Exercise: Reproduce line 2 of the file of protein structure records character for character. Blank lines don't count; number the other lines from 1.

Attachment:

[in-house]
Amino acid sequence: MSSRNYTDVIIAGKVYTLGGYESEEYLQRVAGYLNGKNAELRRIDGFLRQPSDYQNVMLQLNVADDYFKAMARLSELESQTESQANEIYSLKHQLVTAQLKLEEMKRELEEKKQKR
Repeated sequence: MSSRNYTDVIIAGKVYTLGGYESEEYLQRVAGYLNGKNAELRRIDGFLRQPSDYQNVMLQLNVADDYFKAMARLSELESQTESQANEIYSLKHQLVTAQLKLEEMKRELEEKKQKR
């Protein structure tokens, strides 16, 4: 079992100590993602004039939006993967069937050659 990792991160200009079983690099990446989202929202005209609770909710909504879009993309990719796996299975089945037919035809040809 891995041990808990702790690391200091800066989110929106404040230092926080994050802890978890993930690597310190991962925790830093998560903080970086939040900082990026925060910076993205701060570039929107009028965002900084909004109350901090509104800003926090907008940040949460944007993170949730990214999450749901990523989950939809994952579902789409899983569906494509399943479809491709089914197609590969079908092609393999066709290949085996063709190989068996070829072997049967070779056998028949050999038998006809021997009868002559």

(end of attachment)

Amino acid sequence: MSSRNYTDVIIAGKVYTLGGYESEEYLQRVAGYLNGKNAELRRIDGFLRQPSDYQNVMLQLNVADDYFKAMARLSELESQTESQANEIYSLKHQLVTAQLKLEEMKRELEEKKQKR